19h

Ready for its day in the sun—the SWEAP investigation

When NASA's Parker Solar Probe launches into space from the Kennedy Space Center, it will begin its journey to the Sun, our nearest star. The Parker Solar Probe will travel almost 90 million miles and eventually enter through the Sun's outer atmosphere to encounter a dangerous environment of intense heat and solar radiation. During this harrowing journey, it will fly closer to the Sun than any oth

19h

Nanostructured gate dielectric boosts stability of organic thin-film transistors

A nanostructured gate dielectric may have addressed the most significant obstacle to expanding the use of organic semiconductors for thin-film transistors. The structure, composed of a fluoropolymer layer followed by a nanolaminate made from two metal oxide materials, serves as gate dielectric and simultaneously protects the organic semiconductor – which had previously been vulnerable to damage fr

19h

Nordsjællands Hospital finder direktør til at udvikle sundhedsløsninger

Lisbeth Juhl Christensen er ansat som direktør på nyt lab på Nordsjællands Hospital, der skal udvikle fremtidens sundhedsløsninger frem mod det nye superhospital i Nordsjælland.

19h

Dansk hedebølge medvirker til 250 flere dødsfald end ventet

De varme temperaturer denne sommer har medført en øget dødelighed i Danmark, viser tal fra Statens Serum Institut. Det gælder især blandt ældre.

19h

Is Your Gut Making You Depressed or Anxious?

Savvy Psychologist Dr. Ellen Hendriksen goes straight for the gut with three surprising mind-gut connections — Read more on ScientificAmerican.com

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I Don’t Believe in Aliens Anymore

Ever since the Renaissance, the sciences have dealt human beings a steady stream of humiliations. The Copernican revolution dismantled the idea that humanity stood at the center of the universe. A cascade of discoveries from the late-18th to the early-20th century showed that humanity was a lot less significant than some had imagined. The revelation of the geological timescale stacked millions an

19h

Hidden signs in cancer tissue

When scientists at ETH Zurich analysed huge amounts of genetic cancer data, they found previously unresearched molecular changes. These could help in developing new personalised cancer treatments.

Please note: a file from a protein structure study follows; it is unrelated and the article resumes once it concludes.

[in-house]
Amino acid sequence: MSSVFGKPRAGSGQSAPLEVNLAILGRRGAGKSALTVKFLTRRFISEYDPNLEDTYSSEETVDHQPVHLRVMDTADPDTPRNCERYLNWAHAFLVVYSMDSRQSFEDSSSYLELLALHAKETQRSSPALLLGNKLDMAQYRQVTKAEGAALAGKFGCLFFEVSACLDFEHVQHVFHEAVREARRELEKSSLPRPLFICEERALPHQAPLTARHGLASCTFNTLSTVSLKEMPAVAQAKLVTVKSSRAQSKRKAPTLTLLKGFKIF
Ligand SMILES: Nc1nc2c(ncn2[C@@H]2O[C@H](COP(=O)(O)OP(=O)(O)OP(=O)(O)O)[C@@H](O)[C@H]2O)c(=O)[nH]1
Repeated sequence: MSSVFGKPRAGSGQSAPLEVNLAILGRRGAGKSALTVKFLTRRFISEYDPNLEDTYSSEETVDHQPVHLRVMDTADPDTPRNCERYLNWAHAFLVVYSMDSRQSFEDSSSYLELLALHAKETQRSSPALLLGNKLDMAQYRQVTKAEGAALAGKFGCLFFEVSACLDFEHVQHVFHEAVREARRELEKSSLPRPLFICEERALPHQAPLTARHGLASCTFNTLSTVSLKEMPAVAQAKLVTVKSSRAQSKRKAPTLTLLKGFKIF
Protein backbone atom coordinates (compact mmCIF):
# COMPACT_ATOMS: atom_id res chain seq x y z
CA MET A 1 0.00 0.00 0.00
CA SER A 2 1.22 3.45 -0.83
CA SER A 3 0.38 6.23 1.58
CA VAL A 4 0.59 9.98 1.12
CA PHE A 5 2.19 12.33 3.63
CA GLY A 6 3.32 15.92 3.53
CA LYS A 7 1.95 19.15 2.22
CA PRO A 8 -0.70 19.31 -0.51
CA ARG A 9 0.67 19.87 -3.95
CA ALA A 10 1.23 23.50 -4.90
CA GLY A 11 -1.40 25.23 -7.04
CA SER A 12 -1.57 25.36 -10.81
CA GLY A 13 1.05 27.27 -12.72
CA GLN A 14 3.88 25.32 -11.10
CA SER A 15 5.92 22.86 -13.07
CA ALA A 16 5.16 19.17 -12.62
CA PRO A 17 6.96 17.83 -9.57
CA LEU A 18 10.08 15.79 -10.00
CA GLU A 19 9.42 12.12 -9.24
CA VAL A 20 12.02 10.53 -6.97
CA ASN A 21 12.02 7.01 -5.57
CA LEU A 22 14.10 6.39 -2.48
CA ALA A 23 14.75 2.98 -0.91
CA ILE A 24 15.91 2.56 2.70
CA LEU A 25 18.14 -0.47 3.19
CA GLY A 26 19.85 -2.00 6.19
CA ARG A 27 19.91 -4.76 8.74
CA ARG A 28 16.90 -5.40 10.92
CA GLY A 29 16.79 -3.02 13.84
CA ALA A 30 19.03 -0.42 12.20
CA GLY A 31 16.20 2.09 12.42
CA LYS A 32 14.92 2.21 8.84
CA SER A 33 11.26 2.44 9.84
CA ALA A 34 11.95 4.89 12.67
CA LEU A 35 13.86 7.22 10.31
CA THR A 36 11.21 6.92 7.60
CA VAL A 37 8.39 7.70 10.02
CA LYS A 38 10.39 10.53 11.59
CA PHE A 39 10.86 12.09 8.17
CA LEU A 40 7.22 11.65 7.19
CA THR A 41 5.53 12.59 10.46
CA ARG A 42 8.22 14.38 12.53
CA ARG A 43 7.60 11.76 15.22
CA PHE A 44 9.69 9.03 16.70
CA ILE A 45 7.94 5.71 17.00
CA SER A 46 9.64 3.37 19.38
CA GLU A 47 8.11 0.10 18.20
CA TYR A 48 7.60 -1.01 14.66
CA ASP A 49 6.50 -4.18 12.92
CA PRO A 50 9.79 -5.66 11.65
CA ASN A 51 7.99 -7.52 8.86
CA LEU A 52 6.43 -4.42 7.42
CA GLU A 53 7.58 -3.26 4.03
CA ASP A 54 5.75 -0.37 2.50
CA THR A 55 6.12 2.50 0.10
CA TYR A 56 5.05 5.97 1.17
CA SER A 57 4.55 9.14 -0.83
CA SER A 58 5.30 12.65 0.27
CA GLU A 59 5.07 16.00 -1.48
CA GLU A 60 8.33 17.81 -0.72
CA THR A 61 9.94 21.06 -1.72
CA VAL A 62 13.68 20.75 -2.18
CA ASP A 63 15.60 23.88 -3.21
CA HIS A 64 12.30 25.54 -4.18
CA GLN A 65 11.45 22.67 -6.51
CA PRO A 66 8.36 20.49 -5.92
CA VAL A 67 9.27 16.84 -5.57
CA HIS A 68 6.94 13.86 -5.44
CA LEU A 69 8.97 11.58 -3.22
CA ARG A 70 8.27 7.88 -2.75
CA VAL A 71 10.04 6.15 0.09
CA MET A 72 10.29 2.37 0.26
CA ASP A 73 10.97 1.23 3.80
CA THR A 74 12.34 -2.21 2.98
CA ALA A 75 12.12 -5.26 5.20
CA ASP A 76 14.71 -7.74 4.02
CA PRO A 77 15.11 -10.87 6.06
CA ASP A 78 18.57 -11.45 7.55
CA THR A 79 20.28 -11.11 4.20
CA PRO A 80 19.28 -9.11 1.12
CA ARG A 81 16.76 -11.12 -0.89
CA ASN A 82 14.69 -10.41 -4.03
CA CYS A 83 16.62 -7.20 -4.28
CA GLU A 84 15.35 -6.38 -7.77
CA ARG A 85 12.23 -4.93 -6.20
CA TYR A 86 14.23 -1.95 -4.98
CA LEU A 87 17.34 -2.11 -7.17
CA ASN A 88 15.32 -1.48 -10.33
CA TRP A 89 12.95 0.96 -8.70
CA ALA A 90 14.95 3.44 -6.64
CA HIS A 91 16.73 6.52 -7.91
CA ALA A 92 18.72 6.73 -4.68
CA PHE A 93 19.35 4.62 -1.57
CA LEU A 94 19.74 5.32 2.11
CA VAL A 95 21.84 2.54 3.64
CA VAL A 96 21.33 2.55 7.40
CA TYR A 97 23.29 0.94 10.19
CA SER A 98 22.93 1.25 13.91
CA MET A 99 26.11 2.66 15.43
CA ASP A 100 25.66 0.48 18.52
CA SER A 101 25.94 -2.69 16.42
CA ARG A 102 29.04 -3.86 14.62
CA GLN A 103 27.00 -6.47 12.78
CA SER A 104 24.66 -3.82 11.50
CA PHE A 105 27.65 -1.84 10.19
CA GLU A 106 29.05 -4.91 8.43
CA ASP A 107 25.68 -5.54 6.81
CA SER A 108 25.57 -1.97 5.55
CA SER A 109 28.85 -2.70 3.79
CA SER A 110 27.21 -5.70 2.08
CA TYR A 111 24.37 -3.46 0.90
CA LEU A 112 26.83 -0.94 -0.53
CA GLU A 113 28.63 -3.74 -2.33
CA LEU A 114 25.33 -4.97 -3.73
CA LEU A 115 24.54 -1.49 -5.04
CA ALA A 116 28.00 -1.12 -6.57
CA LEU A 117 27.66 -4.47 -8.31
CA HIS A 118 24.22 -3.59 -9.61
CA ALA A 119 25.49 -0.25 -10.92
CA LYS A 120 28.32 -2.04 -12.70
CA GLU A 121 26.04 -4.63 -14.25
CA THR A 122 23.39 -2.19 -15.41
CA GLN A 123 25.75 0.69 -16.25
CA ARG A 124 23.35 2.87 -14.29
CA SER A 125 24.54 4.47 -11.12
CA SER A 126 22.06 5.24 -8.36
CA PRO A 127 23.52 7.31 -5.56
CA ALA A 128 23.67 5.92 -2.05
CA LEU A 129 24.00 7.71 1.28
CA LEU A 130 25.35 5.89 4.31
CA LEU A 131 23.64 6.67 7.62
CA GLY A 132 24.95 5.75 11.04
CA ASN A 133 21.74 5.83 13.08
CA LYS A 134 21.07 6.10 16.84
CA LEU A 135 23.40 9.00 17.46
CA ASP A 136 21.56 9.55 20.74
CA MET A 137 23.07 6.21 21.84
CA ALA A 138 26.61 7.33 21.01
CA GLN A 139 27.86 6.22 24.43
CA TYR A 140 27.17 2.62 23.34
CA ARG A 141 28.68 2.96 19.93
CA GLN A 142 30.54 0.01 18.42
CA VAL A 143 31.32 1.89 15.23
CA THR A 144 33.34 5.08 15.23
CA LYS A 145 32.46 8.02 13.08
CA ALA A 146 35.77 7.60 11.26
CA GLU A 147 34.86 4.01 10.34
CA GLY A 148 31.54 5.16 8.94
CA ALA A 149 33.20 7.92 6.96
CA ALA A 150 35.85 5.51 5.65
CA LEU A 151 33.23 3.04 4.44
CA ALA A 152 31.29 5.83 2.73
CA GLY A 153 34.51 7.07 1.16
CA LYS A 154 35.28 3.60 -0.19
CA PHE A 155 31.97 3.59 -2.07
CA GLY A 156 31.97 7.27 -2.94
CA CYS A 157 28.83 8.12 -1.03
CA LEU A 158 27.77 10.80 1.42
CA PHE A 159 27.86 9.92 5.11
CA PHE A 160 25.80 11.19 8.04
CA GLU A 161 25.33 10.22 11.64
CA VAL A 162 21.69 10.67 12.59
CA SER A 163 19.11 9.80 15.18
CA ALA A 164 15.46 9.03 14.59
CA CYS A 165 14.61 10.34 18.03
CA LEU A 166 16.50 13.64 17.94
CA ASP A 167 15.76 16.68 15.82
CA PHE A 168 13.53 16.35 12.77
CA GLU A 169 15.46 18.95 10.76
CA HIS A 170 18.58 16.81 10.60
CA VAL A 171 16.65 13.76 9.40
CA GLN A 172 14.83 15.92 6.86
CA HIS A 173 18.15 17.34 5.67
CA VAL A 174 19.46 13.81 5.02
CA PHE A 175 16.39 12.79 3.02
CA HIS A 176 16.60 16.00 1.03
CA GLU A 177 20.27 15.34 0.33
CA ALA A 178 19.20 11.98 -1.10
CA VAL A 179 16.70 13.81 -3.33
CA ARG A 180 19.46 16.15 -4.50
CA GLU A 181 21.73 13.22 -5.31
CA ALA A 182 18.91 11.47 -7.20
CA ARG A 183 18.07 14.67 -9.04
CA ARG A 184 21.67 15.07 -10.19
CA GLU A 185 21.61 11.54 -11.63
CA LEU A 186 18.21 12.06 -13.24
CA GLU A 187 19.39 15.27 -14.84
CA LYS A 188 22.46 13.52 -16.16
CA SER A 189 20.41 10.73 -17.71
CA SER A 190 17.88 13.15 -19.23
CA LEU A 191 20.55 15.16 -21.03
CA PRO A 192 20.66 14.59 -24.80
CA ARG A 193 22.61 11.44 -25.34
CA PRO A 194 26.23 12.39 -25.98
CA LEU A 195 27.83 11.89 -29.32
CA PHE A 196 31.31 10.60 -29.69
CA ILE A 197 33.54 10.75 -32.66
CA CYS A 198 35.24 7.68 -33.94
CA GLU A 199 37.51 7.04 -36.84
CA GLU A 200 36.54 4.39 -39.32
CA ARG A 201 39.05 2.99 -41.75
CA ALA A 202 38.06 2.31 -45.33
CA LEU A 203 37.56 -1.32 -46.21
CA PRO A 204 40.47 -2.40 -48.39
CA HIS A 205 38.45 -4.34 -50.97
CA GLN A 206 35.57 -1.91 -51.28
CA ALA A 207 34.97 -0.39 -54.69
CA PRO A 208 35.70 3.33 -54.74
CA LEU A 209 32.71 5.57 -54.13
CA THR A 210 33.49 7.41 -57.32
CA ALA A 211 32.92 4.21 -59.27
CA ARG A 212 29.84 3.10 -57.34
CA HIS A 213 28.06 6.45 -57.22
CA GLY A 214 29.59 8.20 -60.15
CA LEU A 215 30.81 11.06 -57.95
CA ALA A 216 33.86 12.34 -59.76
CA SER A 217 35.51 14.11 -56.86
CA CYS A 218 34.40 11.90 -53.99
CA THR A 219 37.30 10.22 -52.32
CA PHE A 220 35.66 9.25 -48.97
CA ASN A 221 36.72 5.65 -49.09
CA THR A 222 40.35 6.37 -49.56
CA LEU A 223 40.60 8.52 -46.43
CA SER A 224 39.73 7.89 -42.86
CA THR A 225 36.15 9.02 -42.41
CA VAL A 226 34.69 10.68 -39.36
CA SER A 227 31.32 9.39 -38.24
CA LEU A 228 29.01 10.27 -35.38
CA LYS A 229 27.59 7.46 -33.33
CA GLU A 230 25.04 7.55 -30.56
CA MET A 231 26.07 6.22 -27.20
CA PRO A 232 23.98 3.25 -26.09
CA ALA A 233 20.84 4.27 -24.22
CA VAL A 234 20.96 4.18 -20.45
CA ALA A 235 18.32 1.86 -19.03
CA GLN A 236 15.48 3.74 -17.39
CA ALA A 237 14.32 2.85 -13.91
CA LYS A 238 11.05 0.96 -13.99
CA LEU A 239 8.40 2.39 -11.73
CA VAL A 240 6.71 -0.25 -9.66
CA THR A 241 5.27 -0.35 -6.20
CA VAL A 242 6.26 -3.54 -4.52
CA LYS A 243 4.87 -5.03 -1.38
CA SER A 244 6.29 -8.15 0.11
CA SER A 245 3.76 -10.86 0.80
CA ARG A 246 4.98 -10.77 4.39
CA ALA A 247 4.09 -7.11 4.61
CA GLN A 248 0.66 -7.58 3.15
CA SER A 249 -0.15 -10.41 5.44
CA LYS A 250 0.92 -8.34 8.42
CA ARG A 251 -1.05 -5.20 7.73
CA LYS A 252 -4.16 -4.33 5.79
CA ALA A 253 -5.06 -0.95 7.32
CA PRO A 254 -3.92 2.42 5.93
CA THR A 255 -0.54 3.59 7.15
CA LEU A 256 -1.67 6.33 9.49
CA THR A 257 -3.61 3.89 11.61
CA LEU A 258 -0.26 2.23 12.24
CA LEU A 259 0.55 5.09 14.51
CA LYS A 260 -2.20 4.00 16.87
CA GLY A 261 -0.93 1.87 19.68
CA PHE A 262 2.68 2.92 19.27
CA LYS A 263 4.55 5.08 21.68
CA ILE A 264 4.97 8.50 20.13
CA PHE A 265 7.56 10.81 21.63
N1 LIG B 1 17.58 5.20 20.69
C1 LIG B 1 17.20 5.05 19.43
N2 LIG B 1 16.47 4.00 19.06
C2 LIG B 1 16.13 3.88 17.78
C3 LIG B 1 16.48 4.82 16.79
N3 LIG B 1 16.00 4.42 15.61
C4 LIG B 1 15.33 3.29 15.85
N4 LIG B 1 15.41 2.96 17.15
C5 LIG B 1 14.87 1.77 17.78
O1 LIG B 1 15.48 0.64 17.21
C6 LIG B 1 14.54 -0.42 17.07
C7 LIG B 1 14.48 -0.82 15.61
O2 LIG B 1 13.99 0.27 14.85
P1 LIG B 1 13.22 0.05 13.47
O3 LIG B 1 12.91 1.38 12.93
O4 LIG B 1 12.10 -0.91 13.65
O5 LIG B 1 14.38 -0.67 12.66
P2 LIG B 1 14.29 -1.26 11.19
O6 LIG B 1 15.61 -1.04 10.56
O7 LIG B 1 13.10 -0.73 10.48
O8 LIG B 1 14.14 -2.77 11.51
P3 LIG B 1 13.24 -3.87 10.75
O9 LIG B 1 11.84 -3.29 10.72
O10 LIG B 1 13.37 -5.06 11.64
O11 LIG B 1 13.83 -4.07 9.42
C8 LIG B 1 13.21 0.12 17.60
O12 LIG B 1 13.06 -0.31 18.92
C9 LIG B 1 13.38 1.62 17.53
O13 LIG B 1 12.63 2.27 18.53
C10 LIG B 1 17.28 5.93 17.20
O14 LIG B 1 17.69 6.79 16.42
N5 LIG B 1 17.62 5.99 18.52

19h

Johns Hopkins Kimmel Cancer Center researchers using big data to predict immunotherapy responses

In the age of Big Data, cancer researchers are discovering new ways to monitor the effectiveness of immunotherapy treatments.

19h

Where do crows go in winter?

'Partial migration' — where some individuals within a population migrate and some don't — is common among birds, but scientists know very little about how it actually works. A new study tracks where American crows go during the winter and shows that while individuals are consistent in whether they migrate or stay put, partial migration might give them enough flexibility to adapt to changing envi

19h

How to trigger innate fear response?

There are two types of fear: learned versus innate. The latter is known to be induced without any prior experience and is thus naturally encoded in the brain. A research team under Professor Jin-Hee Han in the Department of Biological Sciences identified the brain circuit responsible for regulating the innate fear response.

19h

Nature’s ‘time machine’ reveals clues to mysterious star blast

A prolonged stellar brawl among three rowdy sibling stars may have triggered a mysterious eruption by the brightest known star in our galaxy, according to new research. About 170 years ago, the blast unleashed almost as much energy as a standard supernova explosion. Yet, Eta Carinae—a star that’s part of a system 7,500 light-years away inside the Carina nebula, a vast star-forming region seen in

19h

How to Become an American Bullfighter

Jump into the ring with Tim Kennedy as heads to Texas to learn about the ridiculously dangerous job of the American bullfighter. Joined by Champion bullfighter Rob Smets, find out exactly what it takes to make a 1,500 pound bull your enemy. Stream Full Episodes of Hard to Kill: https://www.discovery.com/tv-shows/hard-to-kill/ Subscribe to Discovery: http://bit.ly/SubscribeDiscovery Join us on Fac

19h

The Weird Reason Roman Emperors Were Assassinated

Ancient Rome was a dangerous place to be an emperor. During its more than 500-year run, about 20 percent of Rome's 82 emperors were assassinated while in power. So, what led to their downfalls?

19h

Short orbital-period binary star detected at the heart of the planetary nebula M 3-1

European astronomers have discovered a new binary star at the center of the planetary nebula M 3-1. The newly found binary has an extraordinary short orbital period of slightly more than three hours, which makes it one of the shortest orbital-period binary central stars known to date. The detection is detailed in a paper published July 30 on arXiv.org.